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China’s growth just hit a near quarter-century low—and that’s the good news

Reuters/Aly Song
Things could be better.
By Heather Timmons
Published Last updated This article is more than 2 years old.

Last year China’s economic landscape was marked by disappointing trade data, corrections in the property market and, recently, fears that deflation may be on the horizon. Sure enough, the government announced today that the economy grew at its slowest pace since 1990, when growth was crushed by sanctions after the government cracked down on protesters in Tiananmen Square.

But in a surprise to analysts, economist, and investors, China’s official GDP growth figures were actually a bit better than expected, coming in at 7.4% for the year, and, most unexpectedly, at 7.3% for the fourth quarter, ahead of the 7.2% quarterly increase that many China watchers expected.

It’s notable that Beijing policymakers, who have been widely criticized for massaging official economic figures to match projections rather than reflect reality, allowed the final GDP number to come up short of the official target, which was 7.5%. That hasn’t happened since 1998, although targets have been revised as recently as 2013.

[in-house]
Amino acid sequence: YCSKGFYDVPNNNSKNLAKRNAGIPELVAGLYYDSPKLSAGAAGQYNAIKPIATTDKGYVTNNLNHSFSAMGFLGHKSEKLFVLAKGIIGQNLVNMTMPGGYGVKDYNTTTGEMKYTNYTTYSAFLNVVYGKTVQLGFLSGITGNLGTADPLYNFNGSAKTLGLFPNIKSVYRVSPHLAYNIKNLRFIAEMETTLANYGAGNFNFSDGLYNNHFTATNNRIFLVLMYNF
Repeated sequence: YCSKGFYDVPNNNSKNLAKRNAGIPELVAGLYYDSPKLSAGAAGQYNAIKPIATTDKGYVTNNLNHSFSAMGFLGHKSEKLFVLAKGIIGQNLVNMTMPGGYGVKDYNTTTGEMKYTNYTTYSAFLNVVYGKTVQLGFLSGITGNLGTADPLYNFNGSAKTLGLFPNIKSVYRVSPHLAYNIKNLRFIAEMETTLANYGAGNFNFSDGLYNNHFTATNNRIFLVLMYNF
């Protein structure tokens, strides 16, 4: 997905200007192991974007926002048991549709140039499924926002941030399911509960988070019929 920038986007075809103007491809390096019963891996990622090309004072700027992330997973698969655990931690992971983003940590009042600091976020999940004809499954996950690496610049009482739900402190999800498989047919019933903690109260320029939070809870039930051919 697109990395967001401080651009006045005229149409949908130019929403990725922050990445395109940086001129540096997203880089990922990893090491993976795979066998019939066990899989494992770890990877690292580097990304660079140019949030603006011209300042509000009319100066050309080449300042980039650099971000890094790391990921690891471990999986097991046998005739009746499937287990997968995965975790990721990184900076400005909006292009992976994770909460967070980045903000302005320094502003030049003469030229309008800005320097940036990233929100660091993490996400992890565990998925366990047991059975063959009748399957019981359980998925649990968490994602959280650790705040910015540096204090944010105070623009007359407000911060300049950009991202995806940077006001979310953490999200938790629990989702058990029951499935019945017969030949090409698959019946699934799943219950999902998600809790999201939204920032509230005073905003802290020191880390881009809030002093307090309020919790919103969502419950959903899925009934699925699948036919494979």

The government did its best to put the country’s economic situation in the best possible light. As the National Bureau of Statistics framed it, “China’s economy realized a new normal of stable growth in 2014.” The Central Party Committee and state council have “seized the momentum of development, fully deepened the reform and opening up, focused on the innovation of macro control, tapped into the vitality of the market and fostered the driving force of innovation.”

The announcement sent the Shanghai Composite Index, which was crushed on Jan. 19 after a crackdown on margin trading, up more than 1.5% in morning trading in Asia.

But the combination of a pileup of worrying economic data, a jump in “newly increased” outstanding loans by 9.78 trillion yuan ($1.58 trillion), and China’s reputation for GDP management, left many analysts and investors unsettled. “The composition and drivers of growth matter even more than the headline rate, and China’s growth remains riskily reliant on the expansion of credit,” Fitch Ratings analysts wrote. “It will likely take faster progress on structural reform to create space for a form of growth and jobs creation that does not add to China’s systemic vulnerabilities.”

Fitch predicts that China’s annual growth will slow to 6.8% in 2015, and 6.5% in 2016.

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